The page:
LENOX — If you've followed the action at Tanglewood this summer, you've heard a bushel of talk about "Koussevitzky's vision." But beyond music, what are the implications of his "dream of a music and art center" that became the Tanglewood (then Berkshire) Music Center?

Consider his utterance at the opening of his academy in 1940:

"There is hope for humanity, and all those who believe in the value and inheritance of culture and art should stand in the front ranks. If ever there was a time to speak of music, it is now in the New World."

In other words, music can save us from our worse impulses.

The Tanglewood founder's challenge referred to the war then engulfing Europe, but it could also apply to our time. The threat of war and, even worse, destruction of the planet hangs over us. Our future seems out of our control. But what difference can symphonies and operas make when the public is divided and distracted and our leaders' chief interest is self-aggrandizement?

I think of the answer a friend gave when, admitted to the hospital with the aneurysm that would take his life within 24 hours, he was asked his religion. "I love music," he said.

So, can music — specifically, classical music — be a kind of religion? There is a resemblance. If the audience for a classical concert sits quietly in attendance like a church congregation, the music or musicians before it are like a preacher delivering a sermon. You go out feeling uplifted.

Much of Bach's music is specifically Christian, but a Jew, Muslim, atheist or anyone with attentive ears can be uplifted by it. Likewise, some of Beethoven's and Brahms' music, such as the Missa Solemnis and German Requiem, has that same grounding in Christian text and sentiment, but goes beyond religion to speak to something essential in all of us. So, the quality is not religion as such, but a kind of faith best, if mushily, described as spirituality.

Spirituality has taken a beating from various gurus who have made a cult of it. At its core, it's the transcendental quality — the sense of a power greater than ourselves — that we feel in nature, great art or religious experience.

Yo-Yo Ma is perhaps our most visible personification of that humane quality in music. He understands music as a bond between peoples and cultures. It's one reason, in addition to his musicianship and stardom, that audiences love him.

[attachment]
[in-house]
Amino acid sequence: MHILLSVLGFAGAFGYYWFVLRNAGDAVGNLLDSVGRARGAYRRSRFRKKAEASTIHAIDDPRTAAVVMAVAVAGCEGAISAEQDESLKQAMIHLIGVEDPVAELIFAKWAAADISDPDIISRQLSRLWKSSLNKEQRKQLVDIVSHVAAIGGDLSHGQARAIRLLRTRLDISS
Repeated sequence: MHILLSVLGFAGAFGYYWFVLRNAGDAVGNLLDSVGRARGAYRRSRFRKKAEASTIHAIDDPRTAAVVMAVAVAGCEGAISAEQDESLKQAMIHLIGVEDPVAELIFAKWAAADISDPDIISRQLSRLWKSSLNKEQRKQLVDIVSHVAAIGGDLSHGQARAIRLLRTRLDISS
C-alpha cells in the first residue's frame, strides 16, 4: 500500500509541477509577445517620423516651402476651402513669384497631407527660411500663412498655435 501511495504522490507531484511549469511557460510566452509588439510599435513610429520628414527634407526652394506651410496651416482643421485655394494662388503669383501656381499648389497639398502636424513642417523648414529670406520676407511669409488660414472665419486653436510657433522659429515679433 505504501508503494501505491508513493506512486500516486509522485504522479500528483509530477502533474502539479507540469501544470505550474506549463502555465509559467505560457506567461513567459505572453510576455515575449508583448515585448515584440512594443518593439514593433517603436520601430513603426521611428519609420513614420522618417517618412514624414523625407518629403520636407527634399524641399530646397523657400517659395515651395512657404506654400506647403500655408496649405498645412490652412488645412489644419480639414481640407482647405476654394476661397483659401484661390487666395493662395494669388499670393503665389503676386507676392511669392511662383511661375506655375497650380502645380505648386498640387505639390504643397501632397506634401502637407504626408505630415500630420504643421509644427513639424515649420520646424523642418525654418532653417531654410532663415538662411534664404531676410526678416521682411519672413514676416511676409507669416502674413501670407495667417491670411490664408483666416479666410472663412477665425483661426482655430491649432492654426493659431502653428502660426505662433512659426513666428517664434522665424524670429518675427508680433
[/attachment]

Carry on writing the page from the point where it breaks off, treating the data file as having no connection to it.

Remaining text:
As he once told me: "We live in a world of increasing awareness and interdependence, and I believe that music can act as a magnet to draw people together. Music is an expressive art that can reach to the very core of one's identity. By listening to and learning from voices of an authentic musical tradition, we become increasingly able to advocate for the worlds they represent."

Putting this ideal into practice, Ma will precede his Aug. 11 Tanglewood performance of Bach's six suites for unaccompanied cello with an Aug. 10 "day of action" on the Pittsfield Common. The Bach solo pieces, which in the hands of a cellist like Ma can have the character of a soul communing with eternity, are at the center of a two-year project in which Ma will play them in 36 locations on six continents, with a day of action at each.

In Pittsfield, Berkshire residents will join with Ma to build wooden tables and benches. At the finished tables, they will engage in dialogues, as Ma puts it, "to put culture in action by bringing people and organizations together to discuss pressing social issues." That, in turn, should lead to community action.

Music can also be abused. Hitler and Stalin used music for propaganda purposes. At a more benign level of abuse, music serves as background to humdrum stuff. Heard that way, music becomes wallpaper. Or, as Leonard Bernstein once said about such use, music becomes Muzak.

Still, this leaves the question: Can great music really make us better people and save the world?

Impossible to prove, of course. But music like Bach's and Beethoven's does put us in touch with our deepest emotions — or, to use Koussevitzky's term, our humanity — and this feeling can translate into empathy. Empathy, in turn, can lead us to recognize a human bond that chooses cooperation over hostility, peace over war. It's like Ma's tables project: We connect.

So yes, in that sense Koussevitzky had it right. If there is hope for humanity, great music of the kind performed at Tanglewood can make a difference. Ideally, it could bring a dose of empathy to national leaders who so conspicuously lack empathy.

Can anyone imagine our president putting his tweeter aside and listening to Bach or Beethoven? Then standing as a moral beacon to the world? Shakespeare said it best: "The man that hath no music in himself, / Nor is not moved with concord of sweet sounds, / Is fit for treasons, stratagems, and spoils."               

That's the guy.